EarningsDelivery DriversAll Jobs Average
Full-Time Earnings8811230

Hours

Weekly Hours Worked

Source: Based on ABS Labour Force Survey, annual average 2016, Cat. No. 6291.0.55.003: Customised Report. Hours actually worked by people who usually work full-time, and share of employment by full-time and part-time status, for this job compared to the all jobs average.
CategoryDelivery DriversAll Jobs Average
Full-time61.668.4
Part-time38.431.6
Average Weekly Hours (full-time)37.940.0

Main Industries

Top Industries

Main Employing Industries (% share)

Source: Based on ABS Labour Force Survey, annual average 2016, Cat. No. 6291.0.55.003: Customised Report. Industries are based on the Australian and New Zealand Standard Industrial Classification (ANZSIC 06).
Main Employing IndustriesIndustry (% share)
Transport, Postal and Warehousing36.4
Accommodation and Food Services16.3
Wholesale Trade15.3
Retail Trade13.6
Other Industries18.4

States and Territories

  • NSW

  • VIC

  • QLD

  • SA

  • TAS

  • NT

  • ACT

Employment by State and Territory (% share)

Source: Based on ABS Labour Force Survey, annual average 2016, Cat. No. 6291.0.55.003: Customised Report. Share of workers across Australian States and Territories, in this job compared to the all jobs average.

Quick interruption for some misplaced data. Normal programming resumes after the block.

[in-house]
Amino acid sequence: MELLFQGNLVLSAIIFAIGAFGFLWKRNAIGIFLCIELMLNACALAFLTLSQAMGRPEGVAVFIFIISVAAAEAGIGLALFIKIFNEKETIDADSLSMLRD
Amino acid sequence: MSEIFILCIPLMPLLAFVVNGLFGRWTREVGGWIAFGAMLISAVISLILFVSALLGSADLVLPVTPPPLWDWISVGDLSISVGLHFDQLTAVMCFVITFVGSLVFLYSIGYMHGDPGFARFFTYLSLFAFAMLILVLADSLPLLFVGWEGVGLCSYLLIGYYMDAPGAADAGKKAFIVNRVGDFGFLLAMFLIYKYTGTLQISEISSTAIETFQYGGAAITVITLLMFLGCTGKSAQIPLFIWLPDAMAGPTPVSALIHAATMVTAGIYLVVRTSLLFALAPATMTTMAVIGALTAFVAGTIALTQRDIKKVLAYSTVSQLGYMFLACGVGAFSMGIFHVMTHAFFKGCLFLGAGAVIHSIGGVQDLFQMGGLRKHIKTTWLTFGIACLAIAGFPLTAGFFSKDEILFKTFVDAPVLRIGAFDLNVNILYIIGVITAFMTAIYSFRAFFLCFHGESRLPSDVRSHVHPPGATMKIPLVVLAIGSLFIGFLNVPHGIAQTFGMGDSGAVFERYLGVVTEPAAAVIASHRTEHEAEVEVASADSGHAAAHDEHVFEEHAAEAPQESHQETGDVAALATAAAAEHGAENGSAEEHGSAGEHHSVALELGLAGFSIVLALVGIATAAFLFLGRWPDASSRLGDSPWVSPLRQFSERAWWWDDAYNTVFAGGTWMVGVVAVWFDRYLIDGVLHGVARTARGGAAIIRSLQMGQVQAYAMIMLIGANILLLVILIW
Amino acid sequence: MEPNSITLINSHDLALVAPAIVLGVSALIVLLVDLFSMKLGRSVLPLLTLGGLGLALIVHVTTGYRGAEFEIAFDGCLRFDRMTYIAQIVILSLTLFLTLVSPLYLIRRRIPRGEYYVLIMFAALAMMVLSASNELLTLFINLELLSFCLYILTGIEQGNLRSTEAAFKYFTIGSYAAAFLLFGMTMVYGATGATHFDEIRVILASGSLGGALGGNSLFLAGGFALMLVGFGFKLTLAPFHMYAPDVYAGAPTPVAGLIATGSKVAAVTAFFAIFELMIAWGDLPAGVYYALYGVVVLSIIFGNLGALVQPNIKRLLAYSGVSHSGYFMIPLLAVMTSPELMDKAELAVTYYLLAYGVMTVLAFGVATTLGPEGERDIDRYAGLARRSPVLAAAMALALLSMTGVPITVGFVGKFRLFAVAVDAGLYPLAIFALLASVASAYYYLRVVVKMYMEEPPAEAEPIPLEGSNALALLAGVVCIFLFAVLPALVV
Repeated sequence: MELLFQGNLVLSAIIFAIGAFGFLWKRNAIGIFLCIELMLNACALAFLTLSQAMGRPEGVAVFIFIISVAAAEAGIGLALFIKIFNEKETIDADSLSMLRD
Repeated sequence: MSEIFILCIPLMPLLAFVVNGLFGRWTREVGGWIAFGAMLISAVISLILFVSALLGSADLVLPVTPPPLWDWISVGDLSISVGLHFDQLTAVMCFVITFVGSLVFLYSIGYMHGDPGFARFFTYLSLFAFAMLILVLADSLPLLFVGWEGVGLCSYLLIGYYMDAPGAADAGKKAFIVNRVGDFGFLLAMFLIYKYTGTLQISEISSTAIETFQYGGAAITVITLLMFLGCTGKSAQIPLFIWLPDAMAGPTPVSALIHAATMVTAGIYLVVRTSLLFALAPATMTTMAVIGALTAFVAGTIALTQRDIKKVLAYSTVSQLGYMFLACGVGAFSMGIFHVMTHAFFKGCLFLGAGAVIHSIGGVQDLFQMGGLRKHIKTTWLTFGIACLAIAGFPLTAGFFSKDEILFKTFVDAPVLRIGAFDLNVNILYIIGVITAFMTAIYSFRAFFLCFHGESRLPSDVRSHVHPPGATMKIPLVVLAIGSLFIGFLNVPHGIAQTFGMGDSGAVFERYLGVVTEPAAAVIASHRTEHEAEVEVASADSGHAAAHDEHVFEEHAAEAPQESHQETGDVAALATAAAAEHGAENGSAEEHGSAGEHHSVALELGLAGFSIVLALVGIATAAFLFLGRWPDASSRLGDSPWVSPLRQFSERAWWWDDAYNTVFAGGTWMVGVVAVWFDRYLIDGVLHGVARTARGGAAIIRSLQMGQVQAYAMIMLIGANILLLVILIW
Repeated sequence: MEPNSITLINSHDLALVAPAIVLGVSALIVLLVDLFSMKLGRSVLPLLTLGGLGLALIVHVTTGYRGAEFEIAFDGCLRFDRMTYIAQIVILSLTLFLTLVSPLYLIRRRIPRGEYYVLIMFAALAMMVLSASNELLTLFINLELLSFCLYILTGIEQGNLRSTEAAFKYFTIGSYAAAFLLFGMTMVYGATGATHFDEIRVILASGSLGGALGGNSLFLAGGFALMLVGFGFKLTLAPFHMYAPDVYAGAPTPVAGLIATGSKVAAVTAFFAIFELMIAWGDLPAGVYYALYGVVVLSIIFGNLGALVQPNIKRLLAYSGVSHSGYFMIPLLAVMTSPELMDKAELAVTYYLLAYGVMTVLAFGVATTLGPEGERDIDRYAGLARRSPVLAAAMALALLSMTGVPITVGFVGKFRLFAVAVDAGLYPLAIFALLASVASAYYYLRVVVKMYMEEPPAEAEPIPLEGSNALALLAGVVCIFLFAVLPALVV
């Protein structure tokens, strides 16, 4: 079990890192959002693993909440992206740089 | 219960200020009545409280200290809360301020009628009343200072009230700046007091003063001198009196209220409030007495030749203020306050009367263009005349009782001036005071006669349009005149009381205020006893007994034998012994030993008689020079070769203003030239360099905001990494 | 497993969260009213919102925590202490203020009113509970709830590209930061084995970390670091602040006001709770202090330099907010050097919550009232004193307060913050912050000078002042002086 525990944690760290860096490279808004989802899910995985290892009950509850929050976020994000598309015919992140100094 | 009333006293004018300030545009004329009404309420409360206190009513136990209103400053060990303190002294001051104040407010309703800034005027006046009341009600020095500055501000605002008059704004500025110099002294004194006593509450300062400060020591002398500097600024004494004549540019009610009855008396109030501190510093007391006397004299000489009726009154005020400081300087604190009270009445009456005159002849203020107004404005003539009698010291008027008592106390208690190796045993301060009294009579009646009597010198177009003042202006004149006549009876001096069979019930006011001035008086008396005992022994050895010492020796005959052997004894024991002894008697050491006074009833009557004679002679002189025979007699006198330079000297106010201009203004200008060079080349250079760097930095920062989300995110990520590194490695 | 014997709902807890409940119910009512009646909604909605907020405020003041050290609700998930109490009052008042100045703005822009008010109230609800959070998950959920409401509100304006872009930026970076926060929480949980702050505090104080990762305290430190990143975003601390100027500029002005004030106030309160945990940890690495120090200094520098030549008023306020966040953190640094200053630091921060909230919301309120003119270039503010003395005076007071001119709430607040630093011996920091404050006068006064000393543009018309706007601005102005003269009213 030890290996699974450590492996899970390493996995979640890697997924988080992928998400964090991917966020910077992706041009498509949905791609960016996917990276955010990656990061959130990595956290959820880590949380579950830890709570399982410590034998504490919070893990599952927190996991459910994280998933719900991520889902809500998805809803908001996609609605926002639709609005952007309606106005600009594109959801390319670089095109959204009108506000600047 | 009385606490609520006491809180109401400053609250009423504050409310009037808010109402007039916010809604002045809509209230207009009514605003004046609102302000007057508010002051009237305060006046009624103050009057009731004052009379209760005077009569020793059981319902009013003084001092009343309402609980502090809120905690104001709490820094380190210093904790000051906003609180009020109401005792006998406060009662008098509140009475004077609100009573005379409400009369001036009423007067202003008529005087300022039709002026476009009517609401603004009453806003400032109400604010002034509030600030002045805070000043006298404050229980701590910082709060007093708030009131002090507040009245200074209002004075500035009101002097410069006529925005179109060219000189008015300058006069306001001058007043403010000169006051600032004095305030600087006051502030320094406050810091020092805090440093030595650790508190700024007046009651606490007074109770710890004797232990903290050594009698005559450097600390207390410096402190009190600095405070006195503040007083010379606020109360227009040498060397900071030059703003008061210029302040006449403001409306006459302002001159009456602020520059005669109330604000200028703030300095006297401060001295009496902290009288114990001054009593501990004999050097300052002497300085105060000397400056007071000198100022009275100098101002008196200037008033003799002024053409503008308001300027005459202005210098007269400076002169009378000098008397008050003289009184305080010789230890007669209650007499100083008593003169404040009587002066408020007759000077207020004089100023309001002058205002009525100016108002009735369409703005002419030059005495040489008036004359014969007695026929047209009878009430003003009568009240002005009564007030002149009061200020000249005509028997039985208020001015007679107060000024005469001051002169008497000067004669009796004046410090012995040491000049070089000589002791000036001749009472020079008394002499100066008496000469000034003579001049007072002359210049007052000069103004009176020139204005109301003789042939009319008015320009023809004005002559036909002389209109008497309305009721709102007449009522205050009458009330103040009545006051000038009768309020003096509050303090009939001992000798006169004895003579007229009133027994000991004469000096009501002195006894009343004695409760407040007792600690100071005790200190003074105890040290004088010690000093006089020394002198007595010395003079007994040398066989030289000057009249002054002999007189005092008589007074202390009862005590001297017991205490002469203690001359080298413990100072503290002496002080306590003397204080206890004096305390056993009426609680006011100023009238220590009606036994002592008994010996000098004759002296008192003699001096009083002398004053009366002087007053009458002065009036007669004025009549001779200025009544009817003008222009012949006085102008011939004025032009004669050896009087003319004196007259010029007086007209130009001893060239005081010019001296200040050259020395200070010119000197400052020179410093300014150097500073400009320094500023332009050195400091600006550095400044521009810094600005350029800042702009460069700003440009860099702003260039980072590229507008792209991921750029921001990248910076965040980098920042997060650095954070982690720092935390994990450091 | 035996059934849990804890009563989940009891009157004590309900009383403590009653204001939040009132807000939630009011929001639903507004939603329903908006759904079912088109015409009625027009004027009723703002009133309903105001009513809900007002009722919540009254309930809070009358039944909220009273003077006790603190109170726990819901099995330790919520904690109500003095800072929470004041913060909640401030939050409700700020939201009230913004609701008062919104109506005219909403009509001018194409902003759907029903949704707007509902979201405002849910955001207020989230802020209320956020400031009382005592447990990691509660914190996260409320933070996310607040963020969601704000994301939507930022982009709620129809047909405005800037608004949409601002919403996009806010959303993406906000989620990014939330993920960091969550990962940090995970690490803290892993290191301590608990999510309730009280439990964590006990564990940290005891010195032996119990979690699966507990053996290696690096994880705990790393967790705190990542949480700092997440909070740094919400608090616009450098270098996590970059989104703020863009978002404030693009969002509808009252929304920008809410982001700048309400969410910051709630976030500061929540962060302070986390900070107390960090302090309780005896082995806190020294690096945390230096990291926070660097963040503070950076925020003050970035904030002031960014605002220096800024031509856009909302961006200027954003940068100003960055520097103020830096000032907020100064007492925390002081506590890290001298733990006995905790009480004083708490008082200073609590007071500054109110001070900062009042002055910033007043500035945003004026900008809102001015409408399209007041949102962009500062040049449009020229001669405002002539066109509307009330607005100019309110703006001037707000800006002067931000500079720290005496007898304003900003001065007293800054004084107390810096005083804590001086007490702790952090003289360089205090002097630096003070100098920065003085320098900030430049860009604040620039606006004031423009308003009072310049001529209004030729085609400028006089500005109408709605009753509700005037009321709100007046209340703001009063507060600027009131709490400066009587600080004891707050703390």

StateDelivery DriversAll Jobs Average
NSW34.831.8
VIC21.425.5
QLD23.519.8
SA6.66.8
WA9.511.2
TAS1.72.0
NT0.81.1
ACT1.81.8

Age Profile

Age Profile (% share)

Source: Based on ABS Labour Force Survey, annual average 2016, Cat. No. 6291.0.55.003: Customised Report. Age profile of workers in this job compared to the all jobs average.
Age BracketDelivery DriversAll Jobs AverageAll Jobs Average
15-199.2-5.45.4
20-2415.0-9.99.9
25-3415.6-23.423.4
35-4419.6-21.721.7
45-5419.6-21.121.1
55-5910.2-8.78.7
60-646.9-5.95.9
65 and Over4.0-3.83.8

Gender

Male Share

Female Share

Gender (% share)

Source: Based on ABS Labour Force Survey, annual average 2016, Cat. No. 6291.0.55.003: Customised Report. Male and female share of employment in this job compared to the all jobs average.
CategoryDelivery DriversCategoryAll Jobs Average
Males89.9Males53.6
Females10.1Females46.4

Education Level

Top Education Levels

Highest Level of Education (% share)

Source: ABS, Education and Work (2016). Findings based on use of ABS TableBuilder data. Highest qualification completed by workers in this job (in any field of study). Skill level requirements can change over time, the qualifications needed by new workers might be different from the qualifications of workers already in the job.
Type of QualificationDelivery DriversAll Jobs AverageAll Jobs Average
Post Graduate/Graduate Diploma or Graduate Certificate0.0-8.68.6
Bachelor degree8.3-17.917.9
Advanced Diploma/Diploma12.9-10.110.1
Certificate III/IV22.8-18.918.9
Year 1226.4-18.718.7
Years 11 & 1027.0-17.717.7
Below Year 102.6-8.18.1

A Certificate II or III, or at least 1 year of relevant experience, is usually needed to work in this job.
Around one in four workers have Years 11 and 10 as their highest level of education. Even with a qualification, sometimes experience or on-the-job training is necessary. Registration or licensing is required.